At its core, Fearscape is a book about creatives and their eccentricities. Henry Henry comes from the same tradition of down on their luck writers as Orwell’s George Comstock and is equally morally bankrupt. Both decry others for their inability to make any meaningful progress in their respective writing careers, yet neither seem capable of completing work. They lament the state of the literary world and the success of accessible writing. Henry is the kind of guy who uses ten words when one will do whilst in the same breath criticising the lyrical abilities of others. This snobbery should repulse us, but there is something so endearing and entertaining about Henry. Through his narration Henry welcomes us as a “dear friend”, someone with whom he can confide. It’s easy to be taken in by the lies, half-truths, and justifications. These moments prove to be some of the funniest the book has to offer as they reveal the hypocrisy that Henry himself can’t seem to grasp. It is no wonder he makes a close-friend of Arthur Proctor, a vastly more successful genre writer, notwithstanding Henry’s own distain for “that sort of thing”. We shouldn’t like Henry, but part of you hopes that he can learn to be better and, at the same time, realises the folly of doing so. Henry plays to the anxieties and insecurities of creators, he is the realisation that their only limits are ones that they themselves create.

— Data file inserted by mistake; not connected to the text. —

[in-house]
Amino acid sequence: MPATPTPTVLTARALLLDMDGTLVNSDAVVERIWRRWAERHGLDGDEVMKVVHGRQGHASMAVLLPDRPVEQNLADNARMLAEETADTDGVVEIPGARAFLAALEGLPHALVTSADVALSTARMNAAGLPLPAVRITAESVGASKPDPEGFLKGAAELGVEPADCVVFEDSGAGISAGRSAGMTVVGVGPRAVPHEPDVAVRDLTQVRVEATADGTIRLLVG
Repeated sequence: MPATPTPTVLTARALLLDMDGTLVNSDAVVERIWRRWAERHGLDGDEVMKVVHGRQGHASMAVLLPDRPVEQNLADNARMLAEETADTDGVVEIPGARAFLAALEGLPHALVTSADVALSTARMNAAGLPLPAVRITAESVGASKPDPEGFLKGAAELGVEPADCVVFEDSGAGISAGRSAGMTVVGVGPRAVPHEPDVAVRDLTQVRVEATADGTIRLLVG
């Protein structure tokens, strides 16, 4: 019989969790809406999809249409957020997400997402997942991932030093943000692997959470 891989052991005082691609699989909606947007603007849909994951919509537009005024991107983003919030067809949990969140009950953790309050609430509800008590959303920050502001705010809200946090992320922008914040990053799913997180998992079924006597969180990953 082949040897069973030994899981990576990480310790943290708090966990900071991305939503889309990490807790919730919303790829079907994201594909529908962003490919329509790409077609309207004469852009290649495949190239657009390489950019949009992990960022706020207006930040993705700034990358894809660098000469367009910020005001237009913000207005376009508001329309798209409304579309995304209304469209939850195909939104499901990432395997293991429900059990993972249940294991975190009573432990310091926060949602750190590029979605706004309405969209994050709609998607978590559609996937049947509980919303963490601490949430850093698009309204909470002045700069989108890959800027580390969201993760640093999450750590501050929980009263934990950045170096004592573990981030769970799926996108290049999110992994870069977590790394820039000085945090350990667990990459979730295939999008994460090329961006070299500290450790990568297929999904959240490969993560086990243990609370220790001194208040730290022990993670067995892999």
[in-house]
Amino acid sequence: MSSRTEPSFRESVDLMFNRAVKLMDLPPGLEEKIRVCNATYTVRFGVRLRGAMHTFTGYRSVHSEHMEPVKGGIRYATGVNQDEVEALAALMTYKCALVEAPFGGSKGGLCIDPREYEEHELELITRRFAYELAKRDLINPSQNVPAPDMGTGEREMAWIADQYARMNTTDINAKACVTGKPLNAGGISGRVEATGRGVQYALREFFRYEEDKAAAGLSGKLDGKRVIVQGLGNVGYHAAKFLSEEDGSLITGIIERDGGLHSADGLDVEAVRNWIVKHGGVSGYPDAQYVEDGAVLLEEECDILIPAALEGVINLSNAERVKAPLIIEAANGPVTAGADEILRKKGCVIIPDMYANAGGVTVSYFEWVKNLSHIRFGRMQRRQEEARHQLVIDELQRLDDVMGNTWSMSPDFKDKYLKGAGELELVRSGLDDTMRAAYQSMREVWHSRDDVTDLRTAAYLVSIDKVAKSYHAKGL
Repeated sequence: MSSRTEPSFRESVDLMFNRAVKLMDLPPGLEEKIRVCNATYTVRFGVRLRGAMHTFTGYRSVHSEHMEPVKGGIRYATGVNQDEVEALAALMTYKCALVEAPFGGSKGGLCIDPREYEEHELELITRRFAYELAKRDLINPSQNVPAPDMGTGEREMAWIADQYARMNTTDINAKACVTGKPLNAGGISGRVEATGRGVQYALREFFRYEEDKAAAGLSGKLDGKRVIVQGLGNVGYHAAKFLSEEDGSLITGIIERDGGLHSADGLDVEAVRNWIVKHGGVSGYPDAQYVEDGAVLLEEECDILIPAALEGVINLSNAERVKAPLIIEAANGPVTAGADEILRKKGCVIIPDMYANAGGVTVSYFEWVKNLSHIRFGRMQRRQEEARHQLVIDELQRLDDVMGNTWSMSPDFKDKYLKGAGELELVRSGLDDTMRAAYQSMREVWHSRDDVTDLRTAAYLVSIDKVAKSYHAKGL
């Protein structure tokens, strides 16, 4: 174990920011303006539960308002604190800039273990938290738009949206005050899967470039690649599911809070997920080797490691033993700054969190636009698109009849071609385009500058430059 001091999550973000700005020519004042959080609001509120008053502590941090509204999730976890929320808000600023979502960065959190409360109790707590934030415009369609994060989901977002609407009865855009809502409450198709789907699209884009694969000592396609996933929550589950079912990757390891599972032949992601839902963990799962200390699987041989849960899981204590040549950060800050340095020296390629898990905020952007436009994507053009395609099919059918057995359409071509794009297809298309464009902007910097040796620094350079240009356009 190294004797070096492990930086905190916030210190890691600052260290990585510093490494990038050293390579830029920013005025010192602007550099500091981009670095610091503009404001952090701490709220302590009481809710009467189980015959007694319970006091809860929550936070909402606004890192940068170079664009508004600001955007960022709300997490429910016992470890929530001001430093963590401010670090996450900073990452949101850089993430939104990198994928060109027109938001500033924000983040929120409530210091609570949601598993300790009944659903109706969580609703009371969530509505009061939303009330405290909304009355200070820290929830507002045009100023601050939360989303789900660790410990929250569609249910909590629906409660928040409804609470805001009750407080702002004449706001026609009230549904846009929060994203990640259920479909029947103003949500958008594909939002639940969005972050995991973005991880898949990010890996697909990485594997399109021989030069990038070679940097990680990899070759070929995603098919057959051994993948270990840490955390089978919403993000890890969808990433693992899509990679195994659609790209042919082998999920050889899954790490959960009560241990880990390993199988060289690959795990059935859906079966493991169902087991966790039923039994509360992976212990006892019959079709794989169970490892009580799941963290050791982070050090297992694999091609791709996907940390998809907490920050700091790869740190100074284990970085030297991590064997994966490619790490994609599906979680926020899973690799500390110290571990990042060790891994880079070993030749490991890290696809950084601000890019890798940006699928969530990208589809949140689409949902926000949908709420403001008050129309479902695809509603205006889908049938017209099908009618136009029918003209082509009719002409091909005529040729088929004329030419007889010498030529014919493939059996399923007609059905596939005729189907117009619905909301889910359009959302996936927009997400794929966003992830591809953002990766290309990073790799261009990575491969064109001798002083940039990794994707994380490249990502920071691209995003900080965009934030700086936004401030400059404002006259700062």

There is something reinvigorating about a book that relishes its literary roots. Fearscape is full of references to the classics with knowing nods to Kafka’s The Metamorphosis and Nabokov’s Lolita for keen-eyed observers. Yet their inclusion is not there to simply add another feather in the creative team’s cap. Instead it plays a discrete purpose within the narrative. It establishes the world of words to which Henry Henry longs to belong. The reverence, or lack thereof, which our protagonist attaches to the authors of old shows the superiority he feels towards them. The book further highlights the misuse and misunderstand of literature that is all too present in society. Much like the best of Frasier the pomp on display is not vindicated as a virtue, but forms part of the satire itself. It’s evidence of an incredibly well-read creative team that know how to use their literary vocabulary to the fullest potential and get a few laughs out of it.